This close up reveals details of the image topic, and is contained within a frame chosen by the image creator. Out of all the features of this mural she chose to have us look at this train of change. We see the color of the past, the namelessness of the present, and the bright, streamlined presentation of the future.

This close up reveals details of the image topic, and is contained within a frame chosen by the image creator. Out of all the features of this mural she chose to have us look at this train of change. We see the color of the past, the namelessness of the present, and the bright, streamlined presentation of the future.

This shot series was created by a team of three young people investigating Pitkin Ave. in Brooklyn. They identified this mural as uplifting, and walk us through their intent and choices in the clip below.

What are Our Tools? by Katie Edmonds

Visible Tools

Cameras, microphones, lights, tripods, people working with these tools

Visible tools draw attention

Desired attention ------------------------ Undesired attention

 

Invisible Tools

smartphones, small audio recorders

Visible tools blend in and aren't different from what's usually found in the space.

Legitimacy ------------------------ Candor

 

How do We Record? by Katie Edmonds

Visual Recording

Photographs ------------------------ Video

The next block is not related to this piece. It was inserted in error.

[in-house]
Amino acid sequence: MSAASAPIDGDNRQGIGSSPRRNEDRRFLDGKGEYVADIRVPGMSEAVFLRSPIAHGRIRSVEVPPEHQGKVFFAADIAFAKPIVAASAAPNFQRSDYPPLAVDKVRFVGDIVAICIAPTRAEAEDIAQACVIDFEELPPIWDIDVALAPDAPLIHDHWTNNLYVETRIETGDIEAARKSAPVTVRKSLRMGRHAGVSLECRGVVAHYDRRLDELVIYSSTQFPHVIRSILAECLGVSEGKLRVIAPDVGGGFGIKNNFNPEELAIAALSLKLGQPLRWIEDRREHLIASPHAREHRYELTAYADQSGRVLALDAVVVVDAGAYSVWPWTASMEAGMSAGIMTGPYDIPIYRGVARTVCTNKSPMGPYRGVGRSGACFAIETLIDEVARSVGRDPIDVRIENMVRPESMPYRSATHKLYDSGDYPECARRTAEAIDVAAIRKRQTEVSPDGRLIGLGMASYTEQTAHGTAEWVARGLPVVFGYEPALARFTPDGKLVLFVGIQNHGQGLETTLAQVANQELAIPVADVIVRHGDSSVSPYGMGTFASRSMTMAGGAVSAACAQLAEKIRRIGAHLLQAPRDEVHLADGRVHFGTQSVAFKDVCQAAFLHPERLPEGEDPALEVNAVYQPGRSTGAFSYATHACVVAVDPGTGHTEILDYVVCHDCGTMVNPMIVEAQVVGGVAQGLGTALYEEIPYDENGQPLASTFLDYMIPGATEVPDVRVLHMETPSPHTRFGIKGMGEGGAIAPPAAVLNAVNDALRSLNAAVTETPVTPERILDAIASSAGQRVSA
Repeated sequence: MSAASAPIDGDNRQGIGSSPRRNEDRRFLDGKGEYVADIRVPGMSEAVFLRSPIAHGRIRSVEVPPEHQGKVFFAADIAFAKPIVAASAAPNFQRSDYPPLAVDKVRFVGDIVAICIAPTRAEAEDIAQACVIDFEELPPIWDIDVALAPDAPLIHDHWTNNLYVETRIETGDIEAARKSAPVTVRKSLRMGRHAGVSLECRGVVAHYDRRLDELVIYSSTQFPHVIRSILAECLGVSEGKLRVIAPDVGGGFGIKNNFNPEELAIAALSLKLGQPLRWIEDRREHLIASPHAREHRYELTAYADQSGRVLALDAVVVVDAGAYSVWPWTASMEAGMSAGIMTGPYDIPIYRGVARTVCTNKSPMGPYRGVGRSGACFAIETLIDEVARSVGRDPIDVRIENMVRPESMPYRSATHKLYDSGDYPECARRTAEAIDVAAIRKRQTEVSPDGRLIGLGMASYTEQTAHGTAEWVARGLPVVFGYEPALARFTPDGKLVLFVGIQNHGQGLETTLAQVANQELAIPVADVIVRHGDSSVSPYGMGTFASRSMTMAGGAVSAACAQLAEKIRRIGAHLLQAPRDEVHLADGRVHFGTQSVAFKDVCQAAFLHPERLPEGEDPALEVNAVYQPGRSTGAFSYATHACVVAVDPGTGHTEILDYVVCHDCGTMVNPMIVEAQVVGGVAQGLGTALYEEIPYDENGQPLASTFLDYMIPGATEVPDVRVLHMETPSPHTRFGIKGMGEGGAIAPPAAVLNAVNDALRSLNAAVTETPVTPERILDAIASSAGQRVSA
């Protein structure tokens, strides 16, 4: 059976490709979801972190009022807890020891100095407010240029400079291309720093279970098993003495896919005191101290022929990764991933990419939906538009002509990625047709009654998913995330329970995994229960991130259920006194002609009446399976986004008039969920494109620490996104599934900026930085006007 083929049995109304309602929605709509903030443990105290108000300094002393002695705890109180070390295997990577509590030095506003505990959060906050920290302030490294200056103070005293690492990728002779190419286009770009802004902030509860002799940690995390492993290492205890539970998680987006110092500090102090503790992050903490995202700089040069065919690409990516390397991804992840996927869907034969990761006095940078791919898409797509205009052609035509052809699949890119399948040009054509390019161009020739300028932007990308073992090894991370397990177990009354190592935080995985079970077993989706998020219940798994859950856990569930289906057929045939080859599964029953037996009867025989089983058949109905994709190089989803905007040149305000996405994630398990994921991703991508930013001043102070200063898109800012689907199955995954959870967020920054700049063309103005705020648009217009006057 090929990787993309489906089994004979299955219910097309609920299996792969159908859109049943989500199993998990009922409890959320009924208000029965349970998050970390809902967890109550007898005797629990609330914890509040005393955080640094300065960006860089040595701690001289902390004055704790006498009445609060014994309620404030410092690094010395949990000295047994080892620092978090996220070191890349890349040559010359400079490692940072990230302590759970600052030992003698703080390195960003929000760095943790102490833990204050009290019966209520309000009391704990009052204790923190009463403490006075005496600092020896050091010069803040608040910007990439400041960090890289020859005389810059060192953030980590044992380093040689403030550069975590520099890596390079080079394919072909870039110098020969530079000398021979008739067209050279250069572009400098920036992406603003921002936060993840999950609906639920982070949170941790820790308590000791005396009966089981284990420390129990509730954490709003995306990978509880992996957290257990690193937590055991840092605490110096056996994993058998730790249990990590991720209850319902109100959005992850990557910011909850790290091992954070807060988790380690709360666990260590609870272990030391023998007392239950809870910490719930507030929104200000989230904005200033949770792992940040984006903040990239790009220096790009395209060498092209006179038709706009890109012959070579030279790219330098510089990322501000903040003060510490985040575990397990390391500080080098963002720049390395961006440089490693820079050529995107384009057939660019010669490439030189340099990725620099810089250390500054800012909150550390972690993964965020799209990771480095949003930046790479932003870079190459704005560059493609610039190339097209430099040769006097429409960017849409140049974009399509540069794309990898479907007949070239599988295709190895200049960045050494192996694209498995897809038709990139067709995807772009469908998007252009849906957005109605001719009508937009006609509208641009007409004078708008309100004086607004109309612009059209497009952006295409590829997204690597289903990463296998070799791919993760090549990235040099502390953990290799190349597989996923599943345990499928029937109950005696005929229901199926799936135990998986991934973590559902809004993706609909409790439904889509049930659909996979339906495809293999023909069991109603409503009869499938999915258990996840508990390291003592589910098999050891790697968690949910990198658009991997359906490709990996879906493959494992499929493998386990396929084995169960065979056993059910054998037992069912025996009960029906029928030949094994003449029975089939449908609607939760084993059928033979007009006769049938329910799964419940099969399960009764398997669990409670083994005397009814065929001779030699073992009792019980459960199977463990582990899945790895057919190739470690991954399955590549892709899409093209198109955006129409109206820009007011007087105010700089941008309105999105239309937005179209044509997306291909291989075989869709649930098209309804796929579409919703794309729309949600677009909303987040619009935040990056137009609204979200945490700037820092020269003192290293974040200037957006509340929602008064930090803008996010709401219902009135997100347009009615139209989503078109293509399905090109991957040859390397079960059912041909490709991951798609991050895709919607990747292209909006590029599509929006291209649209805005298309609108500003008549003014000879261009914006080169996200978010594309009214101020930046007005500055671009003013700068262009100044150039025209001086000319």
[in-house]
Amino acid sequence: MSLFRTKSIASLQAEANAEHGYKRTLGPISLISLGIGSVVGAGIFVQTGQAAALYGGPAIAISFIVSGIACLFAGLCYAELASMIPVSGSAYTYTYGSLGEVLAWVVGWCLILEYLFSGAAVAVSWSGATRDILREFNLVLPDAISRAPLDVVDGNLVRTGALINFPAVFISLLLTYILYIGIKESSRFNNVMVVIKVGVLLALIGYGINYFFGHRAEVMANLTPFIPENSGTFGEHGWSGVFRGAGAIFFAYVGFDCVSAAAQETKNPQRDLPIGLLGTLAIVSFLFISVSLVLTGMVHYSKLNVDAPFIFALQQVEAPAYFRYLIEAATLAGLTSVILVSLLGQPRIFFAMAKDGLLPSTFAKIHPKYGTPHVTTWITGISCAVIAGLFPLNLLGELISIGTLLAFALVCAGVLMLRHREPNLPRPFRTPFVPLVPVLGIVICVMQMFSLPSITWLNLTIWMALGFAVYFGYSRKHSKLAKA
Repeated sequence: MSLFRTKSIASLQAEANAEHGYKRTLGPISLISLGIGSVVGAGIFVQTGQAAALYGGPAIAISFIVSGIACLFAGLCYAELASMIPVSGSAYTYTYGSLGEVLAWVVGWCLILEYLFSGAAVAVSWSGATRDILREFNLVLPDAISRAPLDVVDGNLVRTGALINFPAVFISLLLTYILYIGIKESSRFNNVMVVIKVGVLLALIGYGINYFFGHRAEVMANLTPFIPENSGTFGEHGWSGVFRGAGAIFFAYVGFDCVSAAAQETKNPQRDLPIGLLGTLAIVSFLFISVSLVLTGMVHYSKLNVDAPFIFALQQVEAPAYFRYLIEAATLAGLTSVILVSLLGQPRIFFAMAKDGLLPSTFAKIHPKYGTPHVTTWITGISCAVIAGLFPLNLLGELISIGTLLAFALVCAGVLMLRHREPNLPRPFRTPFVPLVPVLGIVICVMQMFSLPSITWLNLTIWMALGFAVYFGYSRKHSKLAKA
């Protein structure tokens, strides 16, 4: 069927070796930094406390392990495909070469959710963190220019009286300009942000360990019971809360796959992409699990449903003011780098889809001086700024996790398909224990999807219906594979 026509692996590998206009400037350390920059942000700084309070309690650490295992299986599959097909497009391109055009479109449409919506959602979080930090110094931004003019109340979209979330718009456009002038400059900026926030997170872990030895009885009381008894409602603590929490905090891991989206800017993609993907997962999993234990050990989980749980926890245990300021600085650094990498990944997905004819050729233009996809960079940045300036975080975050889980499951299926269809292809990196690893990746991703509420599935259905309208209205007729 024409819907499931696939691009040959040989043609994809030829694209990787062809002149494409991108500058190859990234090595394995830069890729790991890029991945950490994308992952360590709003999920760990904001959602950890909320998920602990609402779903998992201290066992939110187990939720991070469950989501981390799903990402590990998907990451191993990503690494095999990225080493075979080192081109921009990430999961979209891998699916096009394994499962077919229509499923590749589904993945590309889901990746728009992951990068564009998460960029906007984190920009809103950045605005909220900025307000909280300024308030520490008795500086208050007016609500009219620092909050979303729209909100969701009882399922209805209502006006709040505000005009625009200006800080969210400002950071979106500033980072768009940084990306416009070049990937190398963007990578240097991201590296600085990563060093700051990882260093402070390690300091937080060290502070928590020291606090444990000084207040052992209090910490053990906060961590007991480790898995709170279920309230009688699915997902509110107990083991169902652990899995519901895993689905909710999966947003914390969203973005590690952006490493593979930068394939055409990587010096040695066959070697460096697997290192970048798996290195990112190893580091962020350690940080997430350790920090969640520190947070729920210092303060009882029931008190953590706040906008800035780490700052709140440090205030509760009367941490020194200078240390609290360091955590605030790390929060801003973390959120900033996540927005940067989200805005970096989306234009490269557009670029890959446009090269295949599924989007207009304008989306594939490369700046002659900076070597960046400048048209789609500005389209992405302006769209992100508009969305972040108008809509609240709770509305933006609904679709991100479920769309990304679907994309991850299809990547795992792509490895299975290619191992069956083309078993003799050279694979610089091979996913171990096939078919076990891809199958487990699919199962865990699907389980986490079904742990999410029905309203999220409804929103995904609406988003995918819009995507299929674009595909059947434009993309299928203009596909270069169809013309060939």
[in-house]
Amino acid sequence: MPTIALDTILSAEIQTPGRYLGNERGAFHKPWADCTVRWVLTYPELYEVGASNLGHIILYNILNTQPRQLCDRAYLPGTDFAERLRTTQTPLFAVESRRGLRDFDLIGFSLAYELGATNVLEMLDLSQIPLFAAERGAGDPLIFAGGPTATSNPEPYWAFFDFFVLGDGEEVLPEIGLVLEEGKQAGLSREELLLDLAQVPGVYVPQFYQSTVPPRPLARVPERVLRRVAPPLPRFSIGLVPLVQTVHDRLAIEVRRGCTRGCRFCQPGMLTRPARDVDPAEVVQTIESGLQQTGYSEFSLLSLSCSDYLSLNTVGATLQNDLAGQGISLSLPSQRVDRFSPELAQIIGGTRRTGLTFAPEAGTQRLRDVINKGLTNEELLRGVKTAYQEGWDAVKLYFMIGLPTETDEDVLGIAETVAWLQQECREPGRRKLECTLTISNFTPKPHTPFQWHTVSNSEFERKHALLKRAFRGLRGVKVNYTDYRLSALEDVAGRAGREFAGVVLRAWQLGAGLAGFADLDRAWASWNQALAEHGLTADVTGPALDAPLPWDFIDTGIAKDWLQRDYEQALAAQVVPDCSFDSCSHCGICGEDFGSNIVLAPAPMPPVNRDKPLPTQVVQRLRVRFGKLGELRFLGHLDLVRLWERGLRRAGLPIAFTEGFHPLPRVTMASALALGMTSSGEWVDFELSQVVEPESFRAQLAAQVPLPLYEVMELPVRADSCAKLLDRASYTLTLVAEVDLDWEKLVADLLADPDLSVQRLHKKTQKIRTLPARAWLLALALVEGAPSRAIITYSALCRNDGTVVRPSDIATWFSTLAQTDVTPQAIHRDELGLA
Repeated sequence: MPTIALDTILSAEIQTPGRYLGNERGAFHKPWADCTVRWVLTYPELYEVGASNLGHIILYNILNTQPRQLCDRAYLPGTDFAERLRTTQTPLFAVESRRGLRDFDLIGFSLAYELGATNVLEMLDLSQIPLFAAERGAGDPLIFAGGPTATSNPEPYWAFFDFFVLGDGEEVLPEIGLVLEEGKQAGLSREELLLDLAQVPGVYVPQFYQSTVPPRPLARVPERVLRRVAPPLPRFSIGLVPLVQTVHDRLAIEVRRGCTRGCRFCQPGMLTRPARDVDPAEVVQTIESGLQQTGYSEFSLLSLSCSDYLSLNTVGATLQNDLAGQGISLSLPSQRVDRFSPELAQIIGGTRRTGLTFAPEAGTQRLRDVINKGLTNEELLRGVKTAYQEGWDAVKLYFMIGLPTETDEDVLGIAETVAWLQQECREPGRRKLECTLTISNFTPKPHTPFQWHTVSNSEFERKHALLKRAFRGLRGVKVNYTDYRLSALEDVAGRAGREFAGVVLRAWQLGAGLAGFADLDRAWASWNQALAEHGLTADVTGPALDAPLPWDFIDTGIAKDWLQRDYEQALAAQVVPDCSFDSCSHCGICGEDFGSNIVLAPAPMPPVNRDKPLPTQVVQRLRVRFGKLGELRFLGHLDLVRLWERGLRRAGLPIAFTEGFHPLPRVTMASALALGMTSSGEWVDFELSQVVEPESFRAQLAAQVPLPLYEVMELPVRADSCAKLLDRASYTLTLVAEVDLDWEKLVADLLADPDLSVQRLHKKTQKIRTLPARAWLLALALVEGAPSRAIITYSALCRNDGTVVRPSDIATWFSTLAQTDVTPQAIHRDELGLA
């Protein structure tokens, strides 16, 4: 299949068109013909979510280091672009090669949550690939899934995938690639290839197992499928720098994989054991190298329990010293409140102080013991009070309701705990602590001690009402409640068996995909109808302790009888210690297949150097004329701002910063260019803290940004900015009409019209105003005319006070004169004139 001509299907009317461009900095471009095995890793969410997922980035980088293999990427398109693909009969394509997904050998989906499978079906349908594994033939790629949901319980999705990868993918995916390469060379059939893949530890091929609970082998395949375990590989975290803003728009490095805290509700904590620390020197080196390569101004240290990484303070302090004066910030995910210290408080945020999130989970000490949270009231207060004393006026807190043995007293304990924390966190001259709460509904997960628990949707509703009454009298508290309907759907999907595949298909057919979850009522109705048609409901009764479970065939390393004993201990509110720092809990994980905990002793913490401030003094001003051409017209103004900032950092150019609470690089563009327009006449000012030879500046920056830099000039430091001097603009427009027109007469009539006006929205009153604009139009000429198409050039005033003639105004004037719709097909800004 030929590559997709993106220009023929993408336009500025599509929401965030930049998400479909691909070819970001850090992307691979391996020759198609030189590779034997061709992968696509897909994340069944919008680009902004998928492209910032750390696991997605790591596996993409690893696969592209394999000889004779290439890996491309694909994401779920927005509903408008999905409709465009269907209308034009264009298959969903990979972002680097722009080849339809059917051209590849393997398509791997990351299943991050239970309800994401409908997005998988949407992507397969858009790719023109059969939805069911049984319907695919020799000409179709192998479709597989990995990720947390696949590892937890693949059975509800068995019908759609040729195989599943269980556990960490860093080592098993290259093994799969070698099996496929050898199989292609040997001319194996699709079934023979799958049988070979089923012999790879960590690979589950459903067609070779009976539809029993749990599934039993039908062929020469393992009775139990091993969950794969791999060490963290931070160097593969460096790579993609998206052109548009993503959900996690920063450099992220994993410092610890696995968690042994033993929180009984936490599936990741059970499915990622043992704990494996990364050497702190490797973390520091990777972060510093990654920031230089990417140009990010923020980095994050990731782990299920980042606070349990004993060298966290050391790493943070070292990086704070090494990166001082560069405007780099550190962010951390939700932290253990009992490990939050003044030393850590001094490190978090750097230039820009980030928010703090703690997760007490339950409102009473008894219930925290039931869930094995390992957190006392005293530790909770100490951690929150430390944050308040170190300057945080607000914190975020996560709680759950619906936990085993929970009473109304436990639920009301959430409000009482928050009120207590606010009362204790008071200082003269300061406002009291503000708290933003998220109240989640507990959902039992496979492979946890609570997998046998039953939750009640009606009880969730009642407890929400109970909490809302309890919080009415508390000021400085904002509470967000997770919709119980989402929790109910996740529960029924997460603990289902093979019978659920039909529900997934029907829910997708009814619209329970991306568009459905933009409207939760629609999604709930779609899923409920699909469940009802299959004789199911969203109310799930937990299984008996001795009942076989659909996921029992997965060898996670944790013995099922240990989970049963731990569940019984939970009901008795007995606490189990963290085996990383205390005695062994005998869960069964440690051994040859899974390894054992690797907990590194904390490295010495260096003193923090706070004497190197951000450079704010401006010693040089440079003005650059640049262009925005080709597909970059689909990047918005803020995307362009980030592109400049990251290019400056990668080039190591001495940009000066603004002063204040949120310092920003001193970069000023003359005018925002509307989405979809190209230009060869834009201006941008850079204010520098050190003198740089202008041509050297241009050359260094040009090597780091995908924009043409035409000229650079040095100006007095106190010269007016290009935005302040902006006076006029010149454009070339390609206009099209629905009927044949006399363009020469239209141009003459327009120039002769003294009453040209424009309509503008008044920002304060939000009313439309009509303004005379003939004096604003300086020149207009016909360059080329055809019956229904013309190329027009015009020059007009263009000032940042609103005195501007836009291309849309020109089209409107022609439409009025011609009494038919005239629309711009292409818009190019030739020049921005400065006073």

Record ------------------------ Curate

 

Sound Recording

Capturing ourselves ------------------------ Capturing the environment

Passive recording ------------------------ Active recording

 

Writing

I / You / They / We

describing the internal

describing the external

propose or claim

What is Access? by Katie Edmonds

Physical Access

Can we physically be in the space?

Are there some who can and some who can't go to the space?

Go ------------------------ Don't go

 

Personal Access

Do we know people there?

Can we be introduced to people there?

Know ------------------------ Don't know

 

Consent

Do we need formal permission to record there?

Do we need informal consent to record there?

Will be be at risk if we record there?

Record openly ------------------------  Don't record openly

 

What is reflexivity? by Katie Edmonds

By touching, moving and directing our tools.

Reflections, and interruptions: putting ourselves in the document

Intentional creation of and inclusion of reflexive moments.